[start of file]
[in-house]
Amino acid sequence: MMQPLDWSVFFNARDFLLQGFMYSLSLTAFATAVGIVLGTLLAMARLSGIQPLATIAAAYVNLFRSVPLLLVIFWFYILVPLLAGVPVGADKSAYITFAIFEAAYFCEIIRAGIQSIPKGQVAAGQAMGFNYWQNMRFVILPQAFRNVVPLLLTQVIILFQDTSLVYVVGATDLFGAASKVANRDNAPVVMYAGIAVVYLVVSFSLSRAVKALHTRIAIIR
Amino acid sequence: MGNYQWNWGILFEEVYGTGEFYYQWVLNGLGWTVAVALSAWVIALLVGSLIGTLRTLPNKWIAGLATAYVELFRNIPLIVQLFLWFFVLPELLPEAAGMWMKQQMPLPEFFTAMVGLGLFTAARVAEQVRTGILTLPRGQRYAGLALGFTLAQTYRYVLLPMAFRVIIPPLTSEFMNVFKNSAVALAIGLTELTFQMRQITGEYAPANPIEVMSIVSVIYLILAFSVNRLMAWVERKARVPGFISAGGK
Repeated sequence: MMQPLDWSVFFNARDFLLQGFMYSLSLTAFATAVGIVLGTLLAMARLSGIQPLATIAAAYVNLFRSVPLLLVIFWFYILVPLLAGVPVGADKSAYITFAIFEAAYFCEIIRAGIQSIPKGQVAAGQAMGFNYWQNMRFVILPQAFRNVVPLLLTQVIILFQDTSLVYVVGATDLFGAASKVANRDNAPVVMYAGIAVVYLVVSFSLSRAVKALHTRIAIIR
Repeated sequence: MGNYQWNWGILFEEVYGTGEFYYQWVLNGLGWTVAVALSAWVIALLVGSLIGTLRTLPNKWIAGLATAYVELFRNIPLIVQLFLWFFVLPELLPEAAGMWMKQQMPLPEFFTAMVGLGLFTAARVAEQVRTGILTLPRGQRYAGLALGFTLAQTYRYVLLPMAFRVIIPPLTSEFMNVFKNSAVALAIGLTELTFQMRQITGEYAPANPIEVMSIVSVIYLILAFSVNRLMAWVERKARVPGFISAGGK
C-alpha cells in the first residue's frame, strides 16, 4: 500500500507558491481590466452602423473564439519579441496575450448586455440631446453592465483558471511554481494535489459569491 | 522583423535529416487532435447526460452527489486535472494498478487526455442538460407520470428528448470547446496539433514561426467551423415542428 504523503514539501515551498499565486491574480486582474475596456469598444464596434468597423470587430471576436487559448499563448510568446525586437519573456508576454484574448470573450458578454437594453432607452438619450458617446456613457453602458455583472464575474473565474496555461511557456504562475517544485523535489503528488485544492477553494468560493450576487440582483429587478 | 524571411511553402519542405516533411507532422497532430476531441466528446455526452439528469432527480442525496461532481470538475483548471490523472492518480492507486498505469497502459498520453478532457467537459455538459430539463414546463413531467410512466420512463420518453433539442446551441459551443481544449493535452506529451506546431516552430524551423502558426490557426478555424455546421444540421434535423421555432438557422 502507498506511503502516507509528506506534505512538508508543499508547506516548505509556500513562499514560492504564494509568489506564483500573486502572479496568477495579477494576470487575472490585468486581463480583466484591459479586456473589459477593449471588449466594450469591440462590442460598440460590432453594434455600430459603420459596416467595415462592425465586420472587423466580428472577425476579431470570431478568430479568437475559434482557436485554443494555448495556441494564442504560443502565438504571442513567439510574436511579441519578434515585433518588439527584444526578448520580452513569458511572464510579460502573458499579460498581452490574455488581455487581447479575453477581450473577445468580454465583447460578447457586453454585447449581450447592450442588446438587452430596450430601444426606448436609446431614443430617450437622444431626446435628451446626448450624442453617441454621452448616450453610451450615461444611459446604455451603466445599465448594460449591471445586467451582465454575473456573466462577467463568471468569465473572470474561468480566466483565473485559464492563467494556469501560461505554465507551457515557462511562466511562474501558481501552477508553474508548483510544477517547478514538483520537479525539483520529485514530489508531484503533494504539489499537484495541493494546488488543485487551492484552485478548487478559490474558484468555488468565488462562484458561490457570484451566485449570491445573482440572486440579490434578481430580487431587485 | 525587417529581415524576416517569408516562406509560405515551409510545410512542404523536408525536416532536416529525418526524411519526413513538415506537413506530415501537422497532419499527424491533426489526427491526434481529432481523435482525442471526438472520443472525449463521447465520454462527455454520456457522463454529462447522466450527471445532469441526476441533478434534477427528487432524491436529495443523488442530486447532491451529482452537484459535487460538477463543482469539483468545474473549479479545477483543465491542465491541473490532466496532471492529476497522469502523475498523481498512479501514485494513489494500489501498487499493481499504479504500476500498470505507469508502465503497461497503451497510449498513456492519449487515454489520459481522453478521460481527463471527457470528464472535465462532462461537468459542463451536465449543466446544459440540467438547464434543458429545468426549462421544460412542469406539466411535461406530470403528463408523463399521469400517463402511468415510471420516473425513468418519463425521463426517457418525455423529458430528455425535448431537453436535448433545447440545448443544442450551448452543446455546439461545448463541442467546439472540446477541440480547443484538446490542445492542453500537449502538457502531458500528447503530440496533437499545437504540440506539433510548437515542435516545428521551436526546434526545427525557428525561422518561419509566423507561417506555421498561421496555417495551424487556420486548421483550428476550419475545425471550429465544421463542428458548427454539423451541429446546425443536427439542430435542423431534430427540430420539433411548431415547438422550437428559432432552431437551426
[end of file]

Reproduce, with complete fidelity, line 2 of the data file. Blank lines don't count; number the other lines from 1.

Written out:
Amino acid sequence: MMQPLDWSVFFNARDFLLQGFMYSLSLTAFATAVGIVLGTLLAMARLSGIQPLATIAAAYVNLFRSVPLLLVIFWFYILVPLLAGVPVGADKSAYITFAIFEAAYFCEIIRAGIQSIPKGQVAAGQAMGFNYWQNMRFVILPQAFRNVVPLLLTQVIILFQDTSLVYVVGATDLFGAASKVANRDNAPVVMYAGIAVVYLVVSFSLSRAVKALHTRIAIIR